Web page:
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Original research
Surgical technique for venous patch aneurysms with no neck in a rabbit model
  1. Kilian Greim-Kuczewski1,
  2. Alejandro Berenstein2,
  3. Sebastian Kis1,
  4. Anna Hauser1,3,
  5. Monika Killer-Oberpfalzer1,4
  1. 1Research Institute of Neurointervention, Paracelsus Medical University, Salzburg, Austria
  2. 2Department of Neurosurgery, Ichan School of Medicine, Mount Sinai, Health Care System, New York, New York, USA
  3. 3Department of Neurosurgery, Kepler Universitätsklinikum, Neuromed Campus, Linz, Austria
  4. 4Department of Neurology, University Hospital, Salzburg, Austria
  1. Correspondence to Professor Monika Killer-Oberpfalzer, Department of Neurology/Research Institute of Neurointervention, Paracelsus Medical University, Christian Doppler Clinic, Ignaz-Harrer-Straße 79, Salzburg 5020, Austria; m.killer{at}salk.at

Abstract

Background Animal experimental studies are crucial for the development of endovascular devices and embolization techniques for intracranial aneurysms. The aim of the study was to describe the surgical creation technique for an aneurysm with a dilated shape and no definable aneurysm neck. The model should be reproducible in size and shape and stay patent over a long period of time. It should constitute a challenge to endovascular therapy and provide a valuable testing environment for new endovascular devices and techniques.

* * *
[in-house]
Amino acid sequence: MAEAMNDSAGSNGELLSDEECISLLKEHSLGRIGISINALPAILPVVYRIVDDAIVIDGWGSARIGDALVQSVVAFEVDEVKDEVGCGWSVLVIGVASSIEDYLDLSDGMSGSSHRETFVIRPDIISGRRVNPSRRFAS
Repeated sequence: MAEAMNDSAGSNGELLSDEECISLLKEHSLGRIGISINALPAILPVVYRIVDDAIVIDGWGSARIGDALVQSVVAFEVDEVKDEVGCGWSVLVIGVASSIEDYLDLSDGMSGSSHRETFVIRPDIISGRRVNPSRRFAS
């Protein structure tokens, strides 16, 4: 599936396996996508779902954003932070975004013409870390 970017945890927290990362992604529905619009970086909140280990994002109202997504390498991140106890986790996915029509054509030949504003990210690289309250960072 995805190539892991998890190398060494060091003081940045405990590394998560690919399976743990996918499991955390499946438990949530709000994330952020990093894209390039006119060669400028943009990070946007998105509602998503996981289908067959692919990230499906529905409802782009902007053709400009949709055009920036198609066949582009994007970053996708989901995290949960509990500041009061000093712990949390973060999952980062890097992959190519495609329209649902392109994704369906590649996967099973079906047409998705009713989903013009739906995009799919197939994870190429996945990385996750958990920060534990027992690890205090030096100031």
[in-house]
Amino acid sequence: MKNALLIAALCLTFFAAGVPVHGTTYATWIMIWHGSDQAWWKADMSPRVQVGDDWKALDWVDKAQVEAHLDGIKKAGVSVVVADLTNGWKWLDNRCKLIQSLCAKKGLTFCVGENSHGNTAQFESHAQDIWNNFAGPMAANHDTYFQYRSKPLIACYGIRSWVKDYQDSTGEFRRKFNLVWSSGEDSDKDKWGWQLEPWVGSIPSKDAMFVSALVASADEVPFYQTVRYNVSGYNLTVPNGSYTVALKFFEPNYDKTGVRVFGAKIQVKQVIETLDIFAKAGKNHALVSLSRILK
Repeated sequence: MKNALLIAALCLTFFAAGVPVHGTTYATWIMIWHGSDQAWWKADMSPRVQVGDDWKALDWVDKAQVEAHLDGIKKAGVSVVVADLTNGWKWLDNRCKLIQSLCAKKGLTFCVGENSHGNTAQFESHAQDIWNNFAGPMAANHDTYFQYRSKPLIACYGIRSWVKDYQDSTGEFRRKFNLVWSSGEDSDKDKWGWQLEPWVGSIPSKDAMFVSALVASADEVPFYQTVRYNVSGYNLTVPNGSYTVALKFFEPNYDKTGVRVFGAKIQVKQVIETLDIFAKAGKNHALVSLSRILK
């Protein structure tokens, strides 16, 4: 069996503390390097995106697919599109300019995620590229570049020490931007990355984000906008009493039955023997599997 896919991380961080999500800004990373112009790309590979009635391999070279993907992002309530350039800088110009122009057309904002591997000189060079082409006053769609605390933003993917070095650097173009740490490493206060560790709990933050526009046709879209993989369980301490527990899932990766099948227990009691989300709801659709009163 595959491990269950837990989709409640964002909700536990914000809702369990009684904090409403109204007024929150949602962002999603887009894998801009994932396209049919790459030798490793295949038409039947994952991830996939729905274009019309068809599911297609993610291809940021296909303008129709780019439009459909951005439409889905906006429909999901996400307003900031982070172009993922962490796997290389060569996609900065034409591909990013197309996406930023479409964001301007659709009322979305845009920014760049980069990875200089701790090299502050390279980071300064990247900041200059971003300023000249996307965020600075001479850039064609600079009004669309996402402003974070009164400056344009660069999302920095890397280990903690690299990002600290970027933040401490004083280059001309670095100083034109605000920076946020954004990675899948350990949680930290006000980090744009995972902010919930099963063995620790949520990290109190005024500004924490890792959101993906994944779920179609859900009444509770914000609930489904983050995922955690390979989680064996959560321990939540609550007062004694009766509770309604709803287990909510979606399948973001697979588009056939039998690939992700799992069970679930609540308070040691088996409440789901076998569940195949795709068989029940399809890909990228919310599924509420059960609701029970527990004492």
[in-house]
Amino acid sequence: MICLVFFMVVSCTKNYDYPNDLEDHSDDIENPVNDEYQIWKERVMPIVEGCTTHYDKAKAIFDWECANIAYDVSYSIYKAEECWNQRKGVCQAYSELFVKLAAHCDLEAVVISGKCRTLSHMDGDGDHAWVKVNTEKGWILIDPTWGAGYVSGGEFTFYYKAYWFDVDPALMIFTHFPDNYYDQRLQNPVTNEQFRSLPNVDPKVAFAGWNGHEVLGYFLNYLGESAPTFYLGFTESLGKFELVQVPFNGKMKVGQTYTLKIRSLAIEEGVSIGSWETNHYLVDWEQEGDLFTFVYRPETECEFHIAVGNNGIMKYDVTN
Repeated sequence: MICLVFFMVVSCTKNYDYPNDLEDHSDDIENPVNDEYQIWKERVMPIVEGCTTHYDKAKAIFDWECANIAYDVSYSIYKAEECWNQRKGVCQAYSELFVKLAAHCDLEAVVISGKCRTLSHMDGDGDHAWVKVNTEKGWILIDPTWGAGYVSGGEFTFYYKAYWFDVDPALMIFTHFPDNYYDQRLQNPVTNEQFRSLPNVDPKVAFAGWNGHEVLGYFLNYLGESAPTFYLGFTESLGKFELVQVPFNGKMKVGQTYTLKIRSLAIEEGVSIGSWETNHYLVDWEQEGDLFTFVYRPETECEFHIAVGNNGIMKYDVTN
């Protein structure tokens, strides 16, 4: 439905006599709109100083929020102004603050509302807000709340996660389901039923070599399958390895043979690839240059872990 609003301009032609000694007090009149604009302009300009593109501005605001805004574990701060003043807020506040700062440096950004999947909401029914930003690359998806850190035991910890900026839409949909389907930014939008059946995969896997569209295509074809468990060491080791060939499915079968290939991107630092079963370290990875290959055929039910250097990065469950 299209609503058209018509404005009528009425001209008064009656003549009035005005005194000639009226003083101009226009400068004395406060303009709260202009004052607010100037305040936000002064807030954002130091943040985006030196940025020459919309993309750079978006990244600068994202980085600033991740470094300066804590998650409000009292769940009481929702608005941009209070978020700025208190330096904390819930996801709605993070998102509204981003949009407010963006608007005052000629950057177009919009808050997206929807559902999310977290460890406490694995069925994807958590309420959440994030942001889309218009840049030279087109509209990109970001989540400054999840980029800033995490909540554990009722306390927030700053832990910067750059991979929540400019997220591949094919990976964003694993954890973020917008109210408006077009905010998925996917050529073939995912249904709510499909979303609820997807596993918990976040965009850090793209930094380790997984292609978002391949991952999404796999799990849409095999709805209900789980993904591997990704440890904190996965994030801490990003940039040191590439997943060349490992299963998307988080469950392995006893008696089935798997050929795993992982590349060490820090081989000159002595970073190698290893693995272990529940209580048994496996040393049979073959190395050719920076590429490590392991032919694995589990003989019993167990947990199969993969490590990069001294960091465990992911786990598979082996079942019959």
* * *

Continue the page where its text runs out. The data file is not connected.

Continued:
Methods Surgical creation of 30 no-neck aneurysms was attempted in 15 New Zealand White rabbits using a segment of jugular vein, which was transected, longitudinally opened and sutured to the anterior aspect of the common carotid artery. The first 14 aneurysms were used to develop the technique. Once the technique was mastered and the procedure was standardized, 16 consecutive aneurysms were created. For these aneurysms, digital subtraction angiography was employed after a mean of 120 days to confirm size and patency. All aneurysms were evaluated for patency.

Results Overall aneurysm patency was 93%. Three complications occurred, two of which were related to the vascular anastomosis. Angiographic follow-up showed a median (SD) aneurysm base and height of 6.7 (0.76) mm and 3.2 (0.85) mm), respectively.

Conclusions This technique allows creation of aneurysms without a neck which are reproducible in size and shape, and which remain patent. The model contributes to the list of aneurysm models fit for evaluation of embolization devices and techniques. It is particularly useful in exploring treatment options for wide-neck aneurysms and aneurysms which presently do not qualify for conventional coiling.

  • Aneurysm
  • Device
  • Intervention
  • Liquid Embolic Material
  • Technique

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Footnotes

  • Contributors All listed authors contributed to the work.

  • Competing interests None declared.

  • Provenance and peer review Not commissioned; externally peer reviewed.

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